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NZ Farm Manager Fined For Cutting Teats Off With Scissors
July 14, 2016

A Taranaki farm manager has been fined more than $3500 for cutting off the teats of 12 cows with a pair of scissors and no pain relief.

The New Plymouth District Court heard how Claudio Nubio Da Costa was employed on an Okato farm last year when he took matters into his own hands and performed an operation on the animals, all of which had teat injuries.

The summary of facts said the 47-year-old had worked in various farming roles over the last 13 years and at the time of the offending, between August and September last year, was employed as a contract milker.

On November 5, the Ministry for Primary Industries (MPI) received a complaint on its animal welfare hotline about the occlusion, or blockage, of teats of 12 dairy cows belonging to the owners of the farm where Da Costa worked.

The property owners found the cows to have missing teats and asked for help from a veterinarian to find out what happened to them.

When interviewed by an animal welfare inspector, Da Costa admitted he had performed the surgery and had not given the cows any pain relief.

“In explanation for his actions, the defendant stated the cows had bad lacerations to their teats and he considered it the quickest and cheapest method of remedying the issue,” the summary said.

“The defendant stated the lacerations were already causing the cows pain and he did not believe he caused them any more pain by placing the ring on and then cutting them off with scissors.”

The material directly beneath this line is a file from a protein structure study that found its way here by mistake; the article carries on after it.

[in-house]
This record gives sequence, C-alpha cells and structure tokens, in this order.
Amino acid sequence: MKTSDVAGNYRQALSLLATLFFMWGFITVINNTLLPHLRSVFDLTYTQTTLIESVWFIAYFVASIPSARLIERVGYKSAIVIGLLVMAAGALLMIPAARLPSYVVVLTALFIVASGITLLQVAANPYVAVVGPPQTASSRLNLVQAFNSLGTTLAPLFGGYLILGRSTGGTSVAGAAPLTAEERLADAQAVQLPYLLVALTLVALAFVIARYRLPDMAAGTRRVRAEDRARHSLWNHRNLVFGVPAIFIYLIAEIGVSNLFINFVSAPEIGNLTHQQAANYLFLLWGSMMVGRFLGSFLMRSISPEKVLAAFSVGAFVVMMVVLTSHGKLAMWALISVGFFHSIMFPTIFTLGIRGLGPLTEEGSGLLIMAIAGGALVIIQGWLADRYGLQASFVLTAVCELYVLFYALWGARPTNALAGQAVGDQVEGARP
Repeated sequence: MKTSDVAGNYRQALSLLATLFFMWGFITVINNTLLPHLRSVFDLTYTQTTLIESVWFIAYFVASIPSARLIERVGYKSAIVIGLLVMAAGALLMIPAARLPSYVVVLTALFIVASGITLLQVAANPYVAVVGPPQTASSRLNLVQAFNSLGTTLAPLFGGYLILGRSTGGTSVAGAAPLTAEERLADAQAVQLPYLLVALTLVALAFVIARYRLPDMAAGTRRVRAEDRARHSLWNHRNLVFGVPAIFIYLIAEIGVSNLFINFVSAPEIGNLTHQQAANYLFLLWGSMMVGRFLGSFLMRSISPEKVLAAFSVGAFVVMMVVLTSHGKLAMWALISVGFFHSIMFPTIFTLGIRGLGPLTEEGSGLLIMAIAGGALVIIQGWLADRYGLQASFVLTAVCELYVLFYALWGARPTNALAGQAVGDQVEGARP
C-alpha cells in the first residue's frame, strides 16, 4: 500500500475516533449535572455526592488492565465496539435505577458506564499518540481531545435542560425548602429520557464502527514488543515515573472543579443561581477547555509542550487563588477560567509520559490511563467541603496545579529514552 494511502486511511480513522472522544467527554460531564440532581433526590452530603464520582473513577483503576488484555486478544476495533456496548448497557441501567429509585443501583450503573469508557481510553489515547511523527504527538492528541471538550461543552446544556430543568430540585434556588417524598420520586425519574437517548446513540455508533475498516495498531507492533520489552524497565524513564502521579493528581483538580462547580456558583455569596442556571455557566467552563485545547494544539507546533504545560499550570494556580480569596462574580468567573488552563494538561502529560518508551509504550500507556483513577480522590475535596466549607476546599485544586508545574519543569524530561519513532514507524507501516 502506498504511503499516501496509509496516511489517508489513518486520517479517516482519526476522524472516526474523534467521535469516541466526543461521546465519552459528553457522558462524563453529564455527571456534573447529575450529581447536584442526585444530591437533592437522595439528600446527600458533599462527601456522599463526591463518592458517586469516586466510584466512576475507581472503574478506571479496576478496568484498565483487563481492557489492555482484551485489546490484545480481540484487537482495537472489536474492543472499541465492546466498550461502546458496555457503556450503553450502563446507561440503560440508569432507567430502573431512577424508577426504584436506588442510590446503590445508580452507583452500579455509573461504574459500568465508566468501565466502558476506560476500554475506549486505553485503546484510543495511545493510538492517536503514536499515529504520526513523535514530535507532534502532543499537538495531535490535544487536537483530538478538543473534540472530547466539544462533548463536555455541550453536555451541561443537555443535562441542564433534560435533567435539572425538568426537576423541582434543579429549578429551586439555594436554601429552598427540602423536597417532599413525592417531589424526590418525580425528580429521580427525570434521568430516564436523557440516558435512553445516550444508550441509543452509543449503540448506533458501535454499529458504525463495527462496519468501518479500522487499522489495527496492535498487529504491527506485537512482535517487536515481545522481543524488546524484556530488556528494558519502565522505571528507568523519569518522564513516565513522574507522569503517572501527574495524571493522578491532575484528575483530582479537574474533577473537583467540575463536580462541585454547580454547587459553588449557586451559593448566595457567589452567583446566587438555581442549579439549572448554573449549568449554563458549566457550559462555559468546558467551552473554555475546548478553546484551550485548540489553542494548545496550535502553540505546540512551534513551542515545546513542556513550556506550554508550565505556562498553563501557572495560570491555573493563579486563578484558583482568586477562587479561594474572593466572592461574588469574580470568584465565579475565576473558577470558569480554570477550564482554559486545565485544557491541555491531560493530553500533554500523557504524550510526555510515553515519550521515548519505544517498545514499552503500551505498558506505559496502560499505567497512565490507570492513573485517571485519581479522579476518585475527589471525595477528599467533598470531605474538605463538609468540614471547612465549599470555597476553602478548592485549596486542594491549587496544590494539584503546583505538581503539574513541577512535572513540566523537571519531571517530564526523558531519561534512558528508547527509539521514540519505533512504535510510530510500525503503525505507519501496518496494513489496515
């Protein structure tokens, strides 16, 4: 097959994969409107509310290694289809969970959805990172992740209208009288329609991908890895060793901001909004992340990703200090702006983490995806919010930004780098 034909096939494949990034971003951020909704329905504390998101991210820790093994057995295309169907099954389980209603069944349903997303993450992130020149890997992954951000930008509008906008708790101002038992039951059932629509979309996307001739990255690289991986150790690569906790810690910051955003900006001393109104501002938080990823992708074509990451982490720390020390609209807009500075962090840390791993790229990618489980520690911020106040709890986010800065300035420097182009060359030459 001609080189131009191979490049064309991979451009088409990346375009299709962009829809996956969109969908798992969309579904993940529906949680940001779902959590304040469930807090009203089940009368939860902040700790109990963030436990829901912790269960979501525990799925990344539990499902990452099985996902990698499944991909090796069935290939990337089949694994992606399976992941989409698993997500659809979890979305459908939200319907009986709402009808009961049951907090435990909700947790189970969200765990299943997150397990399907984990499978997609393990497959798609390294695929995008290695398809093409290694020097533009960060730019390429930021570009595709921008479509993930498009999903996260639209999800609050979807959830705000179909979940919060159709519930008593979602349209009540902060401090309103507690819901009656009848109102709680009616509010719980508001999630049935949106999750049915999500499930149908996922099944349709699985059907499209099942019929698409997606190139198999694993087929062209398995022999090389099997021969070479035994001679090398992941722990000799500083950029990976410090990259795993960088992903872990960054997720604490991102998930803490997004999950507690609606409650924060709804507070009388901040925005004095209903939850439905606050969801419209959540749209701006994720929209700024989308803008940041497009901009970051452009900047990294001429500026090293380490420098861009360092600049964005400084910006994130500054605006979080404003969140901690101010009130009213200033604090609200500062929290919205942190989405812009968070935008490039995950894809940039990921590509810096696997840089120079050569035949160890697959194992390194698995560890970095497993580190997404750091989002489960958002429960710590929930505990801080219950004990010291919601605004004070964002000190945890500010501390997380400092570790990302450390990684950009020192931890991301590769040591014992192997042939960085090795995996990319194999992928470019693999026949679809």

While he was required to talk about any problems or potential vet costs with the farm owners, Da Costa did not do this.

The summary of facts stated that the New Zealand Veterinary Association opposed the occlusion of teats, or any physical process which leads to a permanent blocking of the teat canal, and deemed it “to be an act of gross cruelty which warrants prosecution”.

Expert veterinary opinion was sought by MPI regarding the case and it was found that while the cows did have lacerations to the teats it was considered “highly unlikely” amputation would have been required.

Da Costa’s lawyer Jo Woodcock said he accepted he made the wrong decision and deeply regretted his actions.

She said he was still “at a loss” to explain why he decided to proceed with the surgery and had since resigned from his job. The offending also resulted in significant financial consequences for Da Costa, she said.

Woodcock asked Judge Chris Sygrove to take into account her client’s early guilty pleas and the fact he was a first offender.

Sygrove said Da Costa performed the surgery despite the fact that he was not qualified to do so and did not seek any advice, provide any pain relief to the animals nor any follow up care.

The judge said with Da Costa’s farming experience both in Brazil and New Zealand, the defendant should have known better but gave him credit for the early guilty pleas.

On the surgical procedure charge, Sygrove convicted the defendant and fined him $3,750.

Da Costa was convicted and discharged on the ill-treatment charge.

By: Deena Coster


Summer 2018